Where does Zižek say his ideas come from?  In the video (2011), he claims he made the initial observation about the different designs of toilet himself, and as a result, sought the advice of architects and designers for the origins of this phenomenon.  When he didn’t receive a satisfactory answer, he bombastically exclaims, “A wild speculation came to my mind”, whereupon he arrives at his theory in a flash of inspiration. 

However, the earliest source I can find where Zižek expresses his toilet theory is in an article he wrote for the London Review of Books on 2nd September 2004.  (He may also have expressed it somewhere earlier that I’m not aware of – I simply don’t know.)  In the LRB, he rather more modestly presents a lineage of authors, including Hegel’s idea of there being three key European national ideals (German, French and English). 

He then mentions that “In the famous discussion of European toilets at the beginning of her half-forgotten Fear of Flying, Erica Jong mockingly claims that ‘German toilets are really the key to the horrors of the Third Reich. People who can build toilets like this are capable of anything.’”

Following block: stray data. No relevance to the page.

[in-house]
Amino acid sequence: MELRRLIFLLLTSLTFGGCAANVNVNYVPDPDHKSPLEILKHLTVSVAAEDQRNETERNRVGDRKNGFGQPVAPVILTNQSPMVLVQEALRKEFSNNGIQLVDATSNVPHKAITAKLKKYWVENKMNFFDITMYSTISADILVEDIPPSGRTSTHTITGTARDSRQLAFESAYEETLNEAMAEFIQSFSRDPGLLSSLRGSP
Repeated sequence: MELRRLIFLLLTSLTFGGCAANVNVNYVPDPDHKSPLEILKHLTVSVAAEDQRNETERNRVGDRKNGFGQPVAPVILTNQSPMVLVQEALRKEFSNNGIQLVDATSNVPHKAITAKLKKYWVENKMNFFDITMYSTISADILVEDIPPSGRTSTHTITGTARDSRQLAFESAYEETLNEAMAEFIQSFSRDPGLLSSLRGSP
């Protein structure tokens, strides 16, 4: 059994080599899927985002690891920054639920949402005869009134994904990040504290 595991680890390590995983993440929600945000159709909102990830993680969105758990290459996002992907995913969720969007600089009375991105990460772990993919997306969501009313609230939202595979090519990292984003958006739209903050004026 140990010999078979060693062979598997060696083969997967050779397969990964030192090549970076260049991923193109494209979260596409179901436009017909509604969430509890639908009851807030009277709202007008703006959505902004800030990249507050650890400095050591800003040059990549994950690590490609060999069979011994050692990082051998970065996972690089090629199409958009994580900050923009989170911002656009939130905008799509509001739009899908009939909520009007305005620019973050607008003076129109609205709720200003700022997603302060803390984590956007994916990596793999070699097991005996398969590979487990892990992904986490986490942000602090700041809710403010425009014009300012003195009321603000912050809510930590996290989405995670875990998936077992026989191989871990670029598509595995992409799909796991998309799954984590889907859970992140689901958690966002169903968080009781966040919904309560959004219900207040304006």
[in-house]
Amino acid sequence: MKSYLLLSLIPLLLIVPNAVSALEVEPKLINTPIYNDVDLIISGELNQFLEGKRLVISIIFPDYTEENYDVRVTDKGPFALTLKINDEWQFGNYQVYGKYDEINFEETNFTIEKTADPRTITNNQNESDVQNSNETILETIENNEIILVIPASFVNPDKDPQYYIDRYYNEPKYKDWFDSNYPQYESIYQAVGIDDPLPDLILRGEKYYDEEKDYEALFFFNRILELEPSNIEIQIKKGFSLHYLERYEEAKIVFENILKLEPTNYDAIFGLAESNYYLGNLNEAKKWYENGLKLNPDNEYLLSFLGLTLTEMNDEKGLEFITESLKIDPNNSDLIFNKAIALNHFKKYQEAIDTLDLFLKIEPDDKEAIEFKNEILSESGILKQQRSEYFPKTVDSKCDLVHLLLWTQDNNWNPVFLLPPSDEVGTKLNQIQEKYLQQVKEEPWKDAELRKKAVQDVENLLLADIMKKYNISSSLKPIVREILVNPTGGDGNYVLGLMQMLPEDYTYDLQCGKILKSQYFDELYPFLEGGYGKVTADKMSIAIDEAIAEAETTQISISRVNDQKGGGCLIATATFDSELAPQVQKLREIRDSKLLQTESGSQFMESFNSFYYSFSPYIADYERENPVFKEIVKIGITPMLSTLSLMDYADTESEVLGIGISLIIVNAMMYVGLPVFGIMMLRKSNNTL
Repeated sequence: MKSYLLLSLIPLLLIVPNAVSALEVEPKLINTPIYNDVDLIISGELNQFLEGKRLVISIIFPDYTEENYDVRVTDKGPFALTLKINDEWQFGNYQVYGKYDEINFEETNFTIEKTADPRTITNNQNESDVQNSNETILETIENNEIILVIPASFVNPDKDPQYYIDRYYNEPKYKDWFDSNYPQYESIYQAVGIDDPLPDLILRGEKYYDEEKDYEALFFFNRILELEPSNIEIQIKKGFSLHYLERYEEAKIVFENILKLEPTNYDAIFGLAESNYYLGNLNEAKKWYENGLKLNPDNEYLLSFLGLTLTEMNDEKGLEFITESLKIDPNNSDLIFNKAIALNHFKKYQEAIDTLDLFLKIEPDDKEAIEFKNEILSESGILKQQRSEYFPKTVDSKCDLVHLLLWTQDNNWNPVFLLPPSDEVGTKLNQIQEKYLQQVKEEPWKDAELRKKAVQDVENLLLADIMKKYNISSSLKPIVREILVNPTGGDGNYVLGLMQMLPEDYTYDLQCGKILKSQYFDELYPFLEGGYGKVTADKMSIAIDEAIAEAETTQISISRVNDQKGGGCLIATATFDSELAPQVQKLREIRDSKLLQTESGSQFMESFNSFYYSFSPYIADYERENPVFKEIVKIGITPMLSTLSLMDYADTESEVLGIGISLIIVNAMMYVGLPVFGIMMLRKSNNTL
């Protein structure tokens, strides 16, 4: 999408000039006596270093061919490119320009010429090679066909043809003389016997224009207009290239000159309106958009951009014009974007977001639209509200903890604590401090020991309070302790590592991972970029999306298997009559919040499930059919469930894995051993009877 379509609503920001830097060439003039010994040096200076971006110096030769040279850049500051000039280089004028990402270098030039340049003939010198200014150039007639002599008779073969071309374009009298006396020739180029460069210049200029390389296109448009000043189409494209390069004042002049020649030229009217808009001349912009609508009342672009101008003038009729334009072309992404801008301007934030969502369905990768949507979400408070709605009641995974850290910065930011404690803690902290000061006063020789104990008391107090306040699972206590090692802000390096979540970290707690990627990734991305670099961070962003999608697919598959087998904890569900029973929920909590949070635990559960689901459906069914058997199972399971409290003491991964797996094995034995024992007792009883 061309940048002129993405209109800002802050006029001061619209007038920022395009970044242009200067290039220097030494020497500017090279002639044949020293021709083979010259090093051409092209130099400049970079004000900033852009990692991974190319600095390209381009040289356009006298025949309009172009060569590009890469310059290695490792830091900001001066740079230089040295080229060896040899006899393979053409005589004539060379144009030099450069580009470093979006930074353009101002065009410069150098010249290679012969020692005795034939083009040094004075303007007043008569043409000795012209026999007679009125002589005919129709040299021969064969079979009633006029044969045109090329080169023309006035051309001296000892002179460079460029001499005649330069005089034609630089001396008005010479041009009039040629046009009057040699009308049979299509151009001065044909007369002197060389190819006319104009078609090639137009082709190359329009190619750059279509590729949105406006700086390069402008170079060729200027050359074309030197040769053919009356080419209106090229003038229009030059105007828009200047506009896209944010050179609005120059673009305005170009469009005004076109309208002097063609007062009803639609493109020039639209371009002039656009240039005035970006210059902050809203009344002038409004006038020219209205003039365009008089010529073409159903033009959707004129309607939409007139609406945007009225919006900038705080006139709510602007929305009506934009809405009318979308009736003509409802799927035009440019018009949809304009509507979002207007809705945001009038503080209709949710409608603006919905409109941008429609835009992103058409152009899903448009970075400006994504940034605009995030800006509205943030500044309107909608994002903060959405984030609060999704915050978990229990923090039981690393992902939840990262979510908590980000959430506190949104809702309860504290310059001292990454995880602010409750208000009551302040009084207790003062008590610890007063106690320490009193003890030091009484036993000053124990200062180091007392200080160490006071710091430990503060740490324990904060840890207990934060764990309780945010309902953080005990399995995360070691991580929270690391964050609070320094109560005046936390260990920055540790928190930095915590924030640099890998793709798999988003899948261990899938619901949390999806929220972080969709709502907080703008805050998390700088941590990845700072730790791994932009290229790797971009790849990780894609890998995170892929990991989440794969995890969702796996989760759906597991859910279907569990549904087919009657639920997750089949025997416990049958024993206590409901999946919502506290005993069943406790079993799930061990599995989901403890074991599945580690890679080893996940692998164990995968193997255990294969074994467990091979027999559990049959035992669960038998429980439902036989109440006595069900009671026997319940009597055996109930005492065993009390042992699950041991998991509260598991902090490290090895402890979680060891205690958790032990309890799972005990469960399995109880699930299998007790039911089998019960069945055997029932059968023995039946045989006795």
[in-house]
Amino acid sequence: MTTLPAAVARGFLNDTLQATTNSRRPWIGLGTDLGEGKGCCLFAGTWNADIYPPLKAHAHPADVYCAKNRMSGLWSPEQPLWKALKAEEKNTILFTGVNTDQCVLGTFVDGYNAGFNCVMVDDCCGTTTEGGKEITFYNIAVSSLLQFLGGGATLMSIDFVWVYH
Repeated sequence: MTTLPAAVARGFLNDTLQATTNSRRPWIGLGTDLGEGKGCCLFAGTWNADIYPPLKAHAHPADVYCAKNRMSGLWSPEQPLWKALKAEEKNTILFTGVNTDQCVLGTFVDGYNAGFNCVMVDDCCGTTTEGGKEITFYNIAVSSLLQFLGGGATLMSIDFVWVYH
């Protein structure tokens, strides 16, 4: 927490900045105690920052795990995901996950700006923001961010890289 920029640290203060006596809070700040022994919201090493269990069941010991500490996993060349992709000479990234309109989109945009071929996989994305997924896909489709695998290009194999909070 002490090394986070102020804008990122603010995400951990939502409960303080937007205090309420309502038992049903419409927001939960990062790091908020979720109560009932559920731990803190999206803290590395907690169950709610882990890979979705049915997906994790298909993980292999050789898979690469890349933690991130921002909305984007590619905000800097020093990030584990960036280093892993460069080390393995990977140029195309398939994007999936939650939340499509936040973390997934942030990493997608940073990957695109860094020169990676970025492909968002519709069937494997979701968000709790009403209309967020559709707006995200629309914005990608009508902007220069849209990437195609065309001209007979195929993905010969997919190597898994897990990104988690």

So I went away and read Fear of Flying to see what Jong had in mind – and it turns out she’s actually much more specific, and goes much further than this flippant remark Zižek quotes about the Third Reich. 

After a whole paragraph on the German psychology of hygiene, Jong ponders “A classification of people on the basis of toilets.  ‘The History of the World Through Toilets’”, and describes in detail the national-psychology characteristics of each:
British:  “…the last refuge of colonialism.”
German:  “…enables you to have a long look, choose among political candidates, and think of things to tell your analyst.”
Italian:  “…the toilets run swift here and the shit disappears long before you can leap up and turn around to admire it.  Hence Italian art.”
French:  “I somehow cannot make sense of French philosophy & literature vis à vis the French approach to merde.”
Japanese:  “This has something to do with Zen.” 

Huh.  So it now seems clear that Erica Jong originated this theme…   


…But not in a straightforward way.  Because although there are similarities between all three works, they’re certainly not identical.